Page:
Oblon's Litigation practice has extensive knowledge and experience in all aspects of complex intellectual property litigation involving patent, trademark, copyright, trade secret and unfair competition disputes before the U.S. federal district courts, the U.S. Court of Appeals for the Federal Circuit and the U.S. Court of Federal Claims. We regularly engage in high-stakes litigation, and have handled cases all the way up to the Supreme Court of the United States, including the famous Festo case.

Additionally, the group litigates § 337 proceedings before the U.S. International Trade Commission (ITC), as well as appeals before the Patent Trial and Appeal Board (PTAB), and trademark opposition and cancellation proceedings before the Trademark Trial and Appeal Board (TTAB).

Our litigators represent clients in all types of trade practice claims under both federal and state laws including trademark, trade dress, and service mark infringement; dilution; counterfeiting; cybersquatting; and unfair advertising cases. In addition, we have represented clients in disputes involving infringing Internet domain names and cybersquatting through the Internet Corporation for Assigned Names and Numbers’ (ICANN) arbitration procedures.

Who We Represent

Our team of seasoned litigators has established a proven track record of obtaining outstanding results for our domestic and international clients, which include some of the most widely recognized and respected companies in the world, including Toshiba, Allergan, Toyota, Subaru, Aisin Seiki, Citizen Electronics, Astellas Pharma and Heineken, among others.

Technical Knowledge and Litigation Savvy

All of Oblon's litigators combine deep technical knowledge and expertise in intellectual property law with unparalleled courtroom "presence" and advocacy skills. Our attorneys have technical degrees in engineering, biotechnology, computer sciences, the electrical and mechanical arts, and chemistry. Many are prominent members of the intellectual property bar and are widely recognized in their fields.

We are particularly adept at successfully representing the unique interests and needs of our foreign clients litigating in U.S. courts. We have significant experience and success in representing both plaintiffs and defendants. Because of our reputation and track record in the field of intellectual property law, many clients come to us specifically to handle their appeals before the U.S. Court of Appeals for the Federal Circuit.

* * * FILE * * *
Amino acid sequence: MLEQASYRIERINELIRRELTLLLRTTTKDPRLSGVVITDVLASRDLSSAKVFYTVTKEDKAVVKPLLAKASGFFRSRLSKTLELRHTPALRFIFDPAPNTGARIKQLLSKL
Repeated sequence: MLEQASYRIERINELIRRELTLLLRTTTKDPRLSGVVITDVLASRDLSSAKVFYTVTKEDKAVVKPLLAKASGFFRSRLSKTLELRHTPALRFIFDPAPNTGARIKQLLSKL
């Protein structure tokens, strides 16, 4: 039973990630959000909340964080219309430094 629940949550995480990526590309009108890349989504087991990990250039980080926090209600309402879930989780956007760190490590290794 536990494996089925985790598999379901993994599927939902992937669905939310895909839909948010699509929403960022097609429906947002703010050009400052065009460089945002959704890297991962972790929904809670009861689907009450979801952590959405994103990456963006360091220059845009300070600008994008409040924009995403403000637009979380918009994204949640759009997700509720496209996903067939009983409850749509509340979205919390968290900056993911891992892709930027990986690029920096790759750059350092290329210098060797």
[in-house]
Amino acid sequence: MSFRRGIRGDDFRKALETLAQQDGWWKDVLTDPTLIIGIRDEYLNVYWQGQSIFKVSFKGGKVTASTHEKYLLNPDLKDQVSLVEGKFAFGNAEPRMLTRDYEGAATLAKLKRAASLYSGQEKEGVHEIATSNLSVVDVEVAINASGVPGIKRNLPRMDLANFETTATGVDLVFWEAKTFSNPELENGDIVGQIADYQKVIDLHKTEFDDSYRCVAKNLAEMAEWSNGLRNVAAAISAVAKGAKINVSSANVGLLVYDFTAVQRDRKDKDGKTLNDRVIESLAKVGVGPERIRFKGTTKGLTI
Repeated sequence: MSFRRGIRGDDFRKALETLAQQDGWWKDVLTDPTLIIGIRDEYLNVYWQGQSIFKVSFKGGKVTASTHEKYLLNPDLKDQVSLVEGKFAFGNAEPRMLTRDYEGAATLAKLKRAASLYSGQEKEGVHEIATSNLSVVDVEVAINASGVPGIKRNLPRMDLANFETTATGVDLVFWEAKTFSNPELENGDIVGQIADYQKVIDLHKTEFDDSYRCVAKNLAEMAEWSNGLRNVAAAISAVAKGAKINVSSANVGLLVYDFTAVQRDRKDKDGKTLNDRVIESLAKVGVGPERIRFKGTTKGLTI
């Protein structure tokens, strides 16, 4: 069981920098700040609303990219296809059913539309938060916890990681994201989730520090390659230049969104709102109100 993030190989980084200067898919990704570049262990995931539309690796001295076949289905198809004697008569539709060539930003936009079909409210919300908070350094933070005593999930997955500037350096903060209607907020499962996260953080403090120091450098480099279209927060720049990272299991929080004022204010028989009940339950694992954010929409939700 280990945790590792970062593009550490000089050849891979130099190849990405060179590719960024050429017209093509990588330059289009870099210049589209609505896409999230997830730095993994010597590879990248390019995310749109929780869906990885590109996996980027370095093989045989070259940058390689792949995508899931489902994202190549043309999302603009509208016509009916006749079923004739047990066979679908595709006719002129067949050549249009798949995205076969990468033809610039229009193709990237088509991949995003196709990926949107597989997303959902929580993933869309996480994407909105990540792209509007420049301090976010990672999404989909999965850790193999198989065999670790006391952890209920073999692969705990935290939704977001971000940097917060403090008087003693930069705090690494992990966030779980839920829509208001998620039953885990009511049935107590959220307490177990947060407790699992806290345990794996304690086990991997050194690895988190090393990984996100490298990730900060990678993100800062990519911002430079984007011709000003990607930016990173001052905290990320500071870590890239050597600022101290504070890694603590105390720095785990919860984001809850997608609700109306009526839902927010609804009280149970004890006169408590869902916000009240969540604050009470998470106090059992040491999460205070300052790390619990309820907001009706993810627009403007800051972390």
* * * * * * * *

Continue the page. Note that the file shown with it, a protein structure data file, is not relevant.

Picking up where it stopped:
Wednesday, January 21, 2015

     In the U.S., priority in trademark rights is awarded to the company that first uses its mark in commerce.  Under certain limited circumstances, a trademark owner can make certain modifications to its mark over time without losing priority.  That is, the user of a new mark may...

Monday, March 24, 2014

On February 21, 2014, the en banc U.S. Court of Appeals for the Federal Circuit decided not to overrule its prior decision in Cybor Corp. v. FAS Techs., Inc., 138 F.3d 1448 (Fed. Cir. 1998) (en banc), which had established a de novo standard of review for district court decisions concerning the meaning and scope of patent...

Monday, June 18, 2012

On June 14, 2012, the Federal Circuit granted a limited en banc rehearing in Bard Peripheral Vascular, Inc. et. al. v. W.L. Gore & Assocs. Inc., No.

Wednesday, June 08, 2011

On May 31, 2011, the Supreme Court issued its opinion in Global-Tech Appliances, Inc. v. SEB S.A.  The opinion was focused on the proper legal standard for the intent element of induced infringement under 35 U.S.C. § 271(b). 

Relevant Facts

Wednesday, April 27, 2011

On April 20, 2011, the Federal Circuit ordered an en banc rehearing in Akamai Technologies, Inc. v. Limelight Networks, Inc. (2009-1372, -1380, -1416, -1417).  The question posed by the Court is:...

Tuesday, March 01, 2011

On February 23, 2011, the Supreme Court heard oral argument from the parties in Global-Tech Appliances, Inc. v. SEB S.A.  The argument focused on the proper legal standard for the intent element of induced infringement under 35 U.S.C. § 271(b). 

Friday, October 15, 2010

The Supreme Court granted a writ of certiorari on Tuesday, October 12 to clarify the legal standard for the state of mind element of a claim for actively inducing patent infringement. The case, Global-Tech Appliances Inc. v. SEB S.A., on appeal from the Federal Circuit, involves petitioner Pentalpha, an accused infringement inducer...